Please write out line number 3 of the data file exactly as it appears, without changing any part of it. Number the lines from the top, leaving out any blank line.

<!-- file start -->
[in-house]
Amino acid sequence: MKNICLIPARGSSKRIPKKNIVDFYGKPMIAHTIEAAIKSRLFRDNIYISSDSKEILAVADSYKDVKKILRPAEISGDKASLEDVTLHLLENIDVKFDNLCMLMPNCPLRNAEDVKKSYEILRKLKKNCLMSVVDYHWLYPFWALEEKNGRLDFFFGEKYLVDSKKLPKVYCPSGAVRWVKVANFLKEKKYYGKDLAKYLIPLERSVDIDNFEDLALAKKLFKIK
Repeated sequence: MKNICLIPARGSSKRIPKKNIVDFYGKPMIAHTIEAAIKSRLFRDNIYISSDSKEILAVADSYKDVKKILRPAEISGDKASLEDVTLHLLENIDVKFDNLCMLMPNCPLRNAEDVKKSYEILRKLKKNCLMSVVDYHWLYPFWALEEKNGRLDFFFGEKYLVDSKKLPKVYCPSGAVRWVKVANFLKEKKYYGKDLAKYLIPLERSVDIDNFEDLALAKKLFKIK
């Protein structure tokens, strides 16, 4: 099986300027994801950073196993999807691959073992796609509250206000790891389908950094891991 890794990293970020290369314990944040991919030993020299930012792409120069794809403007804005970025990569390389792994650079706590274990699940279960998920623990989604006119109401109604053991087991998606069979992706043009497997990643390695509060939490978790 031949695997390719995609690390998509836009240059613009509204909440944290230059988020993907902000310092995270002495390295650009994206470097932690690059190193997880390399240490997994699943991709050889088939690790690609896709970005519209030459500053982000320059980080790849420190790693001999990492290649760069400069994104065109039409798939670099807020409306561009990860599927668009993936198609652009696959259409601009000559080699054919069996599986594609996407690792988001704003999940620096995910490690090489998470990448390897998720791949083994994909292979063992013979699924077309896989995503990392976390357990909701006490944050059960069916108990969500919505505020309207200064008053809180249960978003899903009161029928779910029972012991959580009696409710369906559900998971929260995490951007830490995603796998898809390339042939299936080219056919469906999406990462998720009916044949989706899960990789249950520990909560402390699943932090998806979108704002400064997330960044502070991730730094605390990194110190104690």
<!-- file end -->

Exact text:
Repeated sequence: MKNICLIPARGSSKRIPKKNIVDFYGKPMIAHTIEAAIKSRLFRDNIYISSDSKEILAVADSYKDVKKILRPAEISGDKASLEDVTLHLLENIDVKFDNLCMLMPNCPLRNAEDVKKSYEILRKLKKNCLMSVVDYHWLYPFWALEEKNGRLDFFFGEKYLVDSKKLPKVYCPSGAVRWVKVANFLKEKKYYGKDLAKYLIPLERSVDIDNFEDLALAKKLFKIK